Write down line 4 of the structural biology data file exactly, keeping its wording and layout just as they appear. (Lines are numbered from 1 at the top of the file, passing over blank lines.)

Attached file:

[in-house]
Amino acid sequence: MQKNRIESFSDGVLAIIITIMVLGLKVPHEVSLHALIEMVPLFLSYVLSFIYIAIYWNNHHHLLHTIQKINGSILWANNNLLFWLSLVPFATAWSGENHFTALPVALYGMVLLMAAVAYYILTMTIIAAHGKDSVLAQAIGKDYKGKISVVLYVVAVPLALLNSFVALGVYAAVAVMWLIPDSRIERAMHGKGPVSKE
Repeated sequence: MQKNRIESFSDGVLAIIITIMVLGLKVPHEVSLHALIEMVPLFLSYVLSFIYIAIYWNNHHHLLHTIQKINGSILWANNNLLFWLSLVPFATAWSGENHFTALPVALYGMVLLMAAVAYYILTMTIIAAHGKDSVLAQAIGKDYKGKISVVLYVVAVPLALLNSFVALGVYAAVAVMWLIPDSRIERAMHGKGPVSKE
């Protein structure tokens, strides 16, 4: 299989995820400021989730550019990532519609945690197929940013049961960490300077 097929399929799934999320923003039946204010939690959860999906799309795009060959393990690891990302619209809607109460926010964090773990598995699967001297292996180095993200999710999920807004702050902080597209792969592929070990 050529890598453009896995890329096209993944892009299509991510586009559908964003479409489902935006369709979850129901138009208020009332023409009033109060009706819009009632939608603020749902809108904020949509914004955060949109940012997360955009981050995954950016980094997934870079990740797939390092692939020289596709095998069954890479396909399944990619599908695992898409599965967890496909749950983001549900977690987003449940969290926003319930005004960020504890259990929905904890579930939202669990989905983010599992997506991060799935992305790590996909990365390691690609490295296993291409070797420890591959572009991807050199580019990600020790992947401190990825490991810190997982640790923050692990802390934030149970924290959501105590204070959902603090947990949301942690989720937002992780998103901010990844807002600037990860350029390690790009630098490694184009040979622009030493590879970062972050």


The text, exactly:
């Protein structure tokens, strides 16, 4: 299989995820400021989730550019990532519609945690197929940013049961960490300077 097929399929799934999320923003039946204010939690959860999906799309795009060959393990690891990302619209809607109460926010964090773990598995699967001297292996180095993200999710999920807004702050902080597209792969592929070990 050529890598453009896995890329096209993944892009299509991510586009559908964003479409489902935006369709979850129901138009208020009332023409009033109060009706819009009632939608603020749902809108904020949509914004955060949109940012997360955009981050995954950016980094997934870079990740797939390092692939020289596709095998069954890479396909399944990619599908695992898409599965967890496909749950983001549900977690987003449940969290926003319930005004960020504890259990929905904890579930939202669990989905983010599992997506991060799935992305790590996909990365390691690609490295296993291409070797420890591959572009991807050199580019990600020790992947401190990825490991810190997982640790923050692990802390934030149970924290959501105590204070959902603090947990949301942690989720937002992780998103901010990844807002600037990860350029390690790009630098490694184009040979622009030493590879970062972050």